This month’s theme for the Read Christie 2022 challenge is ‘a story Agatha wrote abroad’. After the Funeral, a Hercule Poirot mystery first published in 1953, doesn’t include any travel and is set entirely in England, but it was written while Christie was away on an archaeological dig with her husband Max.
After the Funeral begins, as the title suggests, just after the funeral of the wealthy Richard Abernethie with the family assembling to hear the reading of the will by his lawyer, Mr Entwhistle. As he has no surviving children of his own, it seems that Richard’s fortune is to be divided between his brother and sister, two of his sisters-in-law, and several of his nieces and nephews and their spouses. After hearing the terms of the will, Cora Lansquenet, Richard’s sister, remarks that her brother was murdered. This is not something that has occurred to anyone else, as they have all accepted that Richard died of natural causes, so Cora’s comments are not taken seriously. The next day, however, Cora herself is found dead, having been brutally murdered in her bed.
Mr Entwhistle, the lawyer, is convinced there must be a connection between the two deaths and begins to interview the family members, hoping that they will all be able to prove themselves innocent and avoid bringing shame on the family. As the mystery deepens, he decides that he needs to call in an expert – and so he contacts his friend, Hercule Poirot, who listens to the facts and agrees that an investigation is required…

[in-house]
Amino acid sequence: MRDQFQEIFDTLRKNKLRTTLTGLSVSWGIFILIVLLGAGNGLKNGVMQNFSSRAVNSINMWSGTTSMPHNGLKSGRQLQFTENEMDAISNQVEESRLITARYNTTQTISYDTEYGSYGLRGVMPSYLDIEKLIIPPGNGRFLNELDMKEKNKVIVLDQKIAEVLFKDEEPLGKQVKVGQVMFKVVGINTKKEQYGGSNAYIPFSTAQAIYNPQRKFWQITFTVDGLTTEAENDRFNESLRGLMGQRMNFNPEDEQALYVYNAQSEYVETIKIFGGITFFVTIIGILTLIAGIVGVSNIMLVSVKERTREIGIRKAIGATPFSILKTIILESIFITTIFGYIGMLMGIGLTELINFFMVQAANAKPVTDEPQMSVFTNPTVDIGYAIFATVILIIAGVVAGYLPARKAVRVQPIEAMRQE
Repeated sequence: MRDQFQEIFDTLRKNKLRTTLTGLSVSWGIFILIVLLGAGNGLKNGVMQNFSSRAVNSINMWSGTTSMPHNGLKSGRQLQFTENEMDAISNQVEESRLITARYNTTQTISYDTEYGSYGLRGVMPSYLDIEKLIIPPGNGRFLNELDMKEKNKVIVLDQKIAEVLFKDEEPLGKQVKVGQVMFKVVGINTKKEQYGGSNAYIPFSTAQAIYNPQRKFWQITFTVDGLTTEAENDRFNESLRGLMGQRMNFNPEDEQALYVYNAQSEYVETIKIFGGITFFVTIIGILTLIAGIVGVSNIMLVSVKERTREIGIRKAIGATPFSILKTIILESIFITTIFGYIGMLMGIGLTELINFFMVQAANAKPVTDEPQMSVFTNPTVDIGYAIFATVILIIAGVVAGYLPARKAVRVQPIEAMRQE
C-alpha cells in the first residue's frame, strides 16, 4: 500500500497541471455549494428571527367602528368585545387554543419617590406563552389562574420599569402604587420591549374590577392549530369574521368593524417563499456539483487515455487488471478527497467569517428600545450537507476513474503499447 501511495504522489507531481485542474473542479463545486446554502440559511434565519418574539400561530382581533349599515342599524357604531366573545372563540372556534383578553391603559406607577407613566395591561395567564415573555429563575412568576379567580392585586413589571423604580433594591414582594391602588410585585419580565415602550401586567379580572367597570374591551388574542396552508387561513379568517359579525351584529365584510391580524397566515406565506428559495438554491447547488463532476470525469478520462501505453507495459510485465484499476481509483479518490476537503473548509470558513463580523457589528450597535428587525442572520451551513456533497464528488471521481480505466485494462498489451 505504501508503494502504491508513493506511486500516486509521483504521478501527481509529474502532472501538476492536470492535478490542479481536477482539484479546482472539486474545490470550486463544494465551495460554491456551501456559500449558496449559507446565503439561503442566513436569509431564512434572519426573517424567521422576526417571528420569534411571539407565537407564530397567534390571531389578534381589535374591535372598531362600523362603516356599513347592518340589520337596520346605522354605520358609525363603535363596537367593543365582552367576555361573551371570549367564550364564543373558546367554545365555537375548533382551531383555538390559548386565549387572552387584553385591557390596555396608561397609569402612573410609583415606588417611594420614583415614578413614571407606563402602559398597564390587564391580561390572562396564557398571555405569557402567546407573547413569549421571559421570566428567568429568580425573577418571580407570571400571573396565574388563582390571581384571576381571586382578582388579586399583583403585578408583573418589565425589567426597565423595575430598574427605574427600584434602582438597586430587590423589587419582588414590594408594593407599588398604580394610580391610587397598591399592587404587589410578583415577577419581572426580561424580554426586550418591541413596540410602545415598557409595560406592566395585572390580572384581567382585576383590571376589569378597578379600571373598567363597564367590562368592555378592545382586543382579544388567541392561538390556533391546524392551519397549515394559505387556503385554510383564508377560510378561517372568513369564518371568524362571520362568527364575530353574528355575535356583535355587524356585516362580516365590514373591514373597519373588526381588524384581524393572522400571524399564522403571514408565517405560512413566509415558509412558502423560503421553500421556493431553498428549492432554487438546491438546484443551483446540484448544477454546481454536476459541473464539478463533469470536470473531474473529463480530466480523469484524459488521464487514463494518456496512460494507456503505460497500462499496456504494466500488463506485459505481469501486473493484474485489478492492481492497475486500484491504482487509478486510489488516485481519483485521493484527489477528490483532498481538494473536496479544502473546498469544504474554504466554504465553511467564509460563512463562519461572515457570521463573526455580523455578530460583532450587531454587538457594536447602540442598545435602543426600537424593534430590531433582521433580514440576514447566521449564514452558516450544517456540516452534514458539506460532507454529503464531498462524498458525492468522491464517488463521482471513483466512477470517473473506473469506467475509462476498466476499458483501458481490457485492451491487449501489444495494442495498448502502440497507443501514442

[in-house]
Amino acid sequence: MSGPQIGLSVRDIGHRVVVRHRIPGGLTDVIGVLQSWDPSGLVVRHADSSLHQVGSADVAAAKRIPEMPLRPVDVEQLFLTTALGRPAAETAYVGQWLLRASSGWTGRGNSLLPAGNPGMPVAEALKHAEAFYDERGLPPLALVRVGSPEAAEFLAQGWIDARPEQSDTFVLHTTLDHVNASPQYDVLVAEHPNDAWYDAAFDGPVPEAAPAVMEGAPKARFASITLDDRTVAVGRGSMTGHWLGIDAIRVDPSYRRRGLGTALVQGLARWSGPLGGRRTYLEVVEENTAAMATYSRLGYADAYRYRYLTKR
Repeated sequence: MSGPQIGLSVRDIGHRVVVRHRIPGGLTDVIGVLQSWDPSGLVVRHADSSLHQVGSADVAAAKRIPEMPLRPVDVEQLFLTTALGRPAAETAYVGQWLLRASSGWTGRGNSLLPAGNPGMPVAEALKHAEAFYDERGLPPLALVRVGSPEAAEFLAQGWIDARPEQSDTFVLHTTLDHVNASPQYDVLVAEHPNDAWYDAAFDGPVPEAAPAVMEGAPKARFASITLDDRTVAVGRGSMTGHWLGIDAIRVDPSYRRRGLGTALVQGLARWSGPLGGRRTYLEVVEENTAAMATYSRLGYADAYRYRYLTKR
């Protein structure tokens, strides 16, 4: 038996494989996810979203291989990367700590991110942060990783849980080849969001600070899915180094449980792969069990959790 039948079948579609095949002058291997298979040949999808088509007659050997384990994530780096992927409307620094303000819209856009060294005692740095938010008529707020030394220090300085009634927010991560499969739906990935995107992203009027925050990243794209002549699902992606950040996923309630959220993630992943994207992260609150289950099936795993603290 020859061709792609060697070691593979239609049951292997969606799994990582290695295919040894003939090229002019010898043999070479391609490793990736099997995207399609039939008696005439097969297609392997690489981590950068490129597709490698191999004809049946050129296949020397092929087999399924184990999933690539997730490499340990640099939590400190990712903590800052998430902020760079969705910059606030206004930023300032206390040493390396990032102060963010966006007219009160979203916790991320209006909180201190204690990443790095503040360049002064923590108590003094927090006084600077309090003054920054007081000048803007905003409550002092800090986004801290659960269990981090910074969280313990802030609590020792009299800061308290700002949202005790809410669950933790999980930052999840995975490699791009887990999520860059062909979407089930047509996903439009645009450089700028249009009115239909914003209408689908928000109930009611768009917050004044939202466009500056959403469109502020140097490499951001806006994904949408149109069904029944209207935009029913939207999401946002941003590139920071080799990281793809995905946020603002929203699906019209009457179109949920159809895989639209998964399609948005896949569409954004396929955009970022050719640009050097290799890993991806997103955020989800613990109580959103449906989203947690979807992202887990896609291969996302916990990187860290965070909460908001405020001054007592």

This is maybe not one of the better known Poirot novels, but it’s one that I particularly enjoyed. After a confusing start – Christie throws a huge number of characters into the opening chapters and it takes a while to straighten out their relationships and remember who they all are – I became completely absorbed in this fascinating mystery, having a few guesses at the identity of the culprit and getting it wrong every time! It’s one of those mysteries where literally any of the characters (apart from Poirot, of course) could have been the murderer and the solution relies on a wonderful twist, which I don’t think many readers will have seen coming. Well done if you did, but I certainly didn’t.
Poirot himself doesn’t have a large part to play in the novel until the second half; before that, it’s actually Mr Entwhistle who is trying to investigate the deaths, by questioning suspects, speaking to doctors and establishing alibis. During that first half of the novel, I couldn’t help thinking that it wasn’t really essential for Poirot to appear in the story at all as Mr Entwhistle seemed to be doing such a good job! However, it’s Poirot’s ‘little grey cells’ that are necessary to spot that final crucial clue and solve the mystery.
Next month’s theme for the Read Christie challenge is ‘a story featuring adventure’. There are plenty of those to choose from!